In this Blog, Education Unlimited: Connecting Research with Practice, we encourage staff and students from the School of Education and the Centre for Educational Research at Western Sydney University to write about their research, perspectives on broad educational issues, and commentary about current educational discourses. We also encourage readers to comment on what they read by responding, reconfiguring, rejecting or suggesting alternatives to the views expressed here.

Through these discussions we can ponder the challenges confronting learners and teachers today and suggest possible solutions; question current practice and policy; link research and practice and, perhaps even more importantly, celebrate innovation and achievement in education.

The changes that are occurring to the ways in which we approach learning and teaching  are fundamental. They are not just the result of technology, although that is a critical and increasingly pertinent factor in discussions about education. They also arise from government policy, from research, from the pressures of an educational system that is increasingly global, and from the opportunities and restraints placed on us by economic considerations. The issues we face in greater Western Sydney resonate throughout the whole of Australia and globally. So… please join us in our ongoing discussion about a vision for Education and its nature and role in contemporary times.

We look froward to engaging with you as we continue to talk about what matters in Education!


3 thoughts on “About”

  1. Good morning UWS bloggers
    What a great idea to have a blog on the School of Education homepage – the wordpress platform is a very good one – quick and easy to use. Well done! I am new to academic teacher education staff at UWS, I have had a terrfic time settling in, attending orientation lectures and meeting new colleagues and students. Web 2.0 technologies are important in learning.I am not certain if many of you are aware but from early March all teachers and students in NSW public schools will be able to access the new Department of Education ‘blogging tool’ called blogED. Quite an undertaking to roll out something like this for 70,000+ teachers and >1.2 million + students. It’s been extensively trialled with groups of teachers and students. Teachers can elect to make their blogs “public” or “private”. Last year when doing some behind the scenes work in the Connected Classrooms Program I wrote up some case studies about how teachers are embedding blogs into units of work in their subject area or KLA – over the coming weeks I’d like to share some of those ‘short stories’ and ideas with you – you might like to use them in your own teaching and learning, or when you are out on prac experience in schools – anyway put on your ‘blogging shoes’ and have a go …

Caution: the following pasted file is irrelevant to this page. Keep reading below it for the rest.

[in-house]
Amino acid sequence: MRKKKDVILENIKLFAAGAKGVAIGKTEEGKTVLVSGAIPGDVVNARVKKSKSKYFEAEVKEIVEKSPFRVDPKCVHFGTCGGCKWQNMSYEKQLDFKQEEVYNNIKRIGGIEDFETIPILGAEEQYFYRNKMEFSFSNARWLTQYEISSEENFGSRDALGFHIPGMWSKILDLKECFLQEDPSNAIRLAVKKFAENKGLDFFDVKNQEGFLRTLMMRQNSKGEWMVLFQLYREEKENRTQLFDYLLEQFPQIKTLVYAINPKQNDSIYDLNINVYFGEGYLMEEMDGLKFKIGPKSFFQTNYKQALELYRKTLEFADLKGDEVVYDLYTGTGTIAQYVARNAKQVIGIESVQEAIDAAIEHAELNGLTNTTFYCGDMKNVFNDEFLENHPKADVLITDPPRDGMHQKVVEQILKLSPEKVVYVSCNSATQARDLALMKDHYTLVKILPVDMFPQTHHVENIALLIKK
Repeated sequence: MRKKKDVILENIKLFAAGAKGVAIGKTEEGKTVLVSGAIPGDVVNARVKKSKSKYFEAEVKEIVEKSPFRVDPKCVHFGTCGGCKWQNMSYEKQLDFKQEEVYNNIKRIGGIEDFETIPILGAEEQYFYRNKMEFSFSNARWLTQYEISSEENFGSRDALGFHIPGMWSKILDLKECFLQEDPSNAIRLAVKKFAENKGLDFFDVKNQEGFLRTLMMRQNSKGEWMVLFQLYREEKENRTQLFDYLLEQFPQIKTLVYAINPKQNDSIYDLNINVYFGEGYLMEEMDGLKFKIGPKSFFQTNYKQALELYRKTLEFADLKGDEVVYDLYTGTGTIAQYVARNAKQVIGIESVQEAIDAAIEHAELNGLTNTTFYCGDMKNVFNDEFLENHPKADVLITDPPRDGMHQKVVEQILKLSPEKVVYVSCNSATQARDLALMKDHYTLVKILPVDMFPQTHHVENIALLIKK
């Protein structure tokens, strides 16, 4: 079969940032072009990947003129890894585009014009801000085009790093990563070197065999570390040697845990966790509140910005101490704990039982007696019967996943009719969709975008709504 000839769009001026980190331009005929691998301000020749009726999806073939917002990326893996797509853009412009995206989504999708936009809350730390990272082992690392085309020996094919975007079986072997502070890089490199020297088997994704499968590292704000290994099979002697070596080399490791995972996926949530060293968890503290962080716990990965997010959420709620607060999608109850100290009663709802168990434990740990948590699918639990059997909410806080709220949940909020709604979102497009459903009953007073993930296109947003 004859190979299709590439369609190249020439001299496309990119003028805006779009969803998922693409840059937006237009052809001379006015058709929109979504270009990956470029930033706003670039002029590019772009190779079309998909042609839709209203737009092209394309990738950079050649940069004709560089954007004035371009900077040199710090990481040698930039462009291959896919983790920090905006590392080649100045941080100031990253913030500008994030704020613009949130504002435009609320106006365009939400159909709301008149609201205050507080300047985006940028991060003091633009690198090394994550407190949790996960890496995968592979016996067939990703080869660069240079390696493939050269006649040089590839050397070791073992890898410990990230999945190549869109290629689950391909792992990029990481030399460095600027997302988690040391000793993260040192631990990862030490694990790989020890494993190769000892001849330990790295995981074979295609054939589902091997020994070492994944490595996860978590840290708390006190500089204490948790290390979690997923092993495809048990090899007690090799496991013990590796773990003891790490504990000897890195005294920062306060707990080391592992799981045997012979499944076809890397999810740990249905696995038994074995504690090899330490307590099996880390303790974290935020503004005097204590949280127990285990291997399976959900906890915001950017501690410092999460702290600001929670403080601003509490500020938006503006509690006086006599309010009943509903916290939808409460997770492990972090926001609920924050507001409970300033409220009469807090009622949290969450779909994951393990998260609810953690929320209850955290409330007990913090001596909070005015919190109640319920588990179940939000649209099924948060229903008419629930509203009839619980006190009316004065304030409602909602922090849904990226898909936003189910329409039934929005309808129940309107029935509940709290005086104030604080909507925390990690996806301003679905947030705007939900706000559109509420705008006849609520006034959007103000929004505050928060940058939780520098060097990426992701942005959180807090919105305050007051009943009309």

1. Thanks, Jane – it’s good to have you on board at UWS, particularly with your experience in working at the NSW DET in the technology area. How about we get you to post the next 21st Century Learning blog entry? What really interests me at this point is the way young people use technology in their social (outside of school) worlds, to both network and learn, and how different this is to the way they are asked to learn in classrooms. My feeling is that in 25 years, school education will not look like it does now, simply because of the way young people access and create new knowledge – they really don’t need teachers anymore (or so some would argue). The challenge for we in Education is, I think, to find different roles and forms of teaching for teachers in this new information environment. I am sure many teachers and young people already have ideas on what these new forms of learning and teaching might be!


  2. Hi there,

    My name is Patrick and I’m an avid subscriber of your blog and I’m an advocate for Education as well. I remember an article you have about “Education to Change The World: Learning for Realising One’s Personal, Social and Ecological Potential” and thought that this article might interest you. You can find the article here: http://newsroom.opencolleges.edu.au/features/the-value-of-mistakes-should-it-matter-how-long-a-student-take-to-learn/.

    Please let me know what you think. I’d be really excited to hear from you!


    Patrick del Rosario
    Education Ambassador, Open Colleges


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Connecting Research with Practice

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